I first heard about Sausage Party two or three years ago, when Seth Rogen went on a comedy podcast and shared the genesis of the project: Rogen knows a lot of animators who work for Pixar and Pixar-like studios are sick fucks. These people, while creating respected, award-winning movies that are mostly meant for children, never get much of a chance to channel their sense of humor in their work. Hence Sausage Party—a cartoon movie in which food items curse, screw and commit various other acts not typically associated with multiplex cartoon characters.
The resulting film, now in theaters, is about what Rogen described: Directed by Shrek/Madagascar veteran Conrad Vernon (along with Greg Tiernan), Sausage Party is structured almost exactly like a Pixar film, in which the inanimate objects can talk and move without humans noticing, take turns rescuing each other, with friendship ultimately triumphing over all. The difference is, Sausage Party is R-rated, with plentiful sex, violence, cursing and a finale so perverse that it nearly defies description. And on top of all the raunch, Sausage Party positions itself as an elaborate, somewhat incongruous allegory about atheism and organized religion.
The film’s world is a grocery store, where all of the food items stay in their packages and dream of “the great beyond” (outside the store) where they’ll one day be taken by “the gods” (the store’s human customers); they’re all unaware that one day they’ll be cooked and eaten. Rogen, who co-wrote and co-produced the film, plays one of the titular sausages, while his girlfriend (Kristen Wiig) is a bun; you can imagine how that turns out. Most of the film is a trip around the grocery store, with a couple of detours outside; the voices are provided by Rogen’s usual company of buddies (Jonah Hill, James Franco, Michael Cera, Bill Hader, Danny McBride, Craig Robinson, etc.).
Is the film itself as clever as its premise? Only intermittently. When Sausage Party is funny, it’s very funny, the world-building is impressive and it lays out “rules” that make sense. The one involving bath salts, by the way, is especially impressive and has a fantastic payoff. But the movie only hits on maybe half of its jokes, and quite a few of them are telegraphed well in advance. About two-thirds of the film’s characterizations are based entirely on broad ethnic stereotypes—the bowl of grits is black, the curry sauce is Indian, you get the idea—which isn’t so much offensive as lazy.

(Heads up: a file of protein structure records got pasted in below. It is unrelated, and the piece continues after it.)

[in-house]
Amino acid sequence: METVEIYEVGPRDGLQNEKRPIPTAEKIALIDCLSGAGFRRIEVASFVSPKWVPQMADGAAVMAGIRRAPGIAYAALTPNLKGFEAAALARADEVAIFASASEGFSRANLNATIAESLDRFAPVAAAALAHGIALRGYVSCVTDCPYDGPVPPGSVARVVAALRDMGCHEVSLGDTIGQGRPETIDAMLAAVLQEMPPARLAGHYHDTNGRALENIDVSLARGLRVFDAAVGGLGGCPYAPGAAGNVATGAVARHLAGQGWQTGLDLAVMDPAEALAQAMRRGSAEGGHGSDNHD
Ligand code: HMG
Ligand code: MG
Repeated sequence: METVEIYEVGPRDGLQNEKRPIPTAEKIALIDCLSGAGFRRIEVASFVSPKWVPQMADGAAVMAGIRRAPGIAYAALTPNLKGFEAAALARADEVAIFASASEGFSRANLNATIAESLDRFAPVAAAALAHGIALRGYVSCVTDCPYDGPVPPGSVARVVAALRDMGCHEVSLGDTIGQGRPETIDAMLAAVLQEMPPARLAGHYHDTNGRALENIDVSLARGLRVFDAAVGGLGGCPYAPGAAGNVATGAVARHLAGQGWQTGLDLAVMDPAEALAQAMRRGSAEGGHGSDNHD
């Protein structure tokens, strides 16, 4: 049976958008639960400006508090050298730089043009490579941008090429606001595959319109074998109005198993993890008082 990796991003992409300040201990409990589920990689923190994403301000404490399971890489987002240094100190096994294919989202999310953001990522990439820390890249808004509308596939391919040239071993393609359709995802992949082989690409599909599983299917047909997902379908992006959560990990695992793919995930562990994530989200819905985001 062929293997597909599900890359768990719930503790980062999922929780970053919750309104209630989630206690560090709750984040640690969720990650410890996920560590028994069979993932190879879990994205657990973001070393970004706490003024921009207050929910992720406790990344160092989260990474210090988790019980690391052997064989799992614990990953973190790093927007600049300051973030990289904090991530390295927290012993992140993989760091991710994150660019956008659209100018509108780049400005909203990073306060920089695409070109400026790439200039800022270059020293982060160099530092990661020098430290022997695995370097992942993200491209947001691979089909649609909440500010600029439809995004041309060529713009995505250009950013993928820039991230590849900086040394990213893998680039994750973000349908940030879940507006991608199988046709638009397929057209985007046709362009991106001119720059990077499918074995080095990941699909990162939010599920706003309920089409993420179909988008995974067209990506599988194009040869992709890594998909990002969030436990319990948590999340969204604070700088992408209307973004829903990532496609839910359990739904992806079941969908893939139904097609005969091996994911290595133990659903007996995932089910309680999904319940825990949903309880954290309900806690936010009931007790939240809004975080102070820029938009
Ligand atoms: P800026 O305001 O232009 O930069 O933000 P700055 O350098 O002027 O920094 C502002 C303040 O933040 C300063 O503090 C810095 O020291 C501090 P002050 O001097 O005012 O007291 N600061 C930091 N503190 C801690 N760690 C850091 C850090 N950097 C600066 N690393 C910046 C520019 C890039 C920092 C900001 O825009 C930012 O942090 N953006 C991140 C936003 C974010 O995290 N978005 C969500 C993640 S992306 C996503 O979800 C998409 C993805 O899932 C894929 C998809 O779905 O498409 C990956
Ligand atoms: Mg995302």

Some of them work, however—there’s a sexy taco (voiced by Salma Hayek), a gay Twinkie and the complex relationship between an Arab lavash (David Krumholtz) and, you guessed it, a Jewish bagel (Edward Norton, doing a movie-length Woody Allen impression.) And I’m still laughing about the wad of gum that uses a wheelchair and imitates Stephen Hawking (voiced, like the Twinkie, by Scott Underwood.)
The other major element of Sausage Party that doesn’t work is the bad guy, who’s a douche—literally. Voiced by Nick Kroll, he’s a 10-years-out-of-date Jersey Shore caricature who wears out his welcome after 30 seconds but remains part of the movie until the end. Let’s just say The Enchantress from Suicide Squad is no longer the year’s least effective movie villain.
As for the religion allegory, it’s ambitious but not thought out: the conclusion seems to be that atheists are right, but should use a softer and more respectful tone when explaining things to non-believers.
Raunchy animation is certainly nothing new; South Park is about to enter its third decade, and anyone who ever attended Spike and Mike’s Sick and Twisted Festival of Animation back in the 1990s has seen animated stuff that makes the most transgressive elements of Sausage Party look like nothing. But one still gets the sense that bringing that attitude into the structure of Toy Story, with the backing of a major studio, is somewhat groundbreaking.
If you see Sausage Party, be prepared to laugh a lot and cringe at least at little. Just don’t bring your young kids to see it.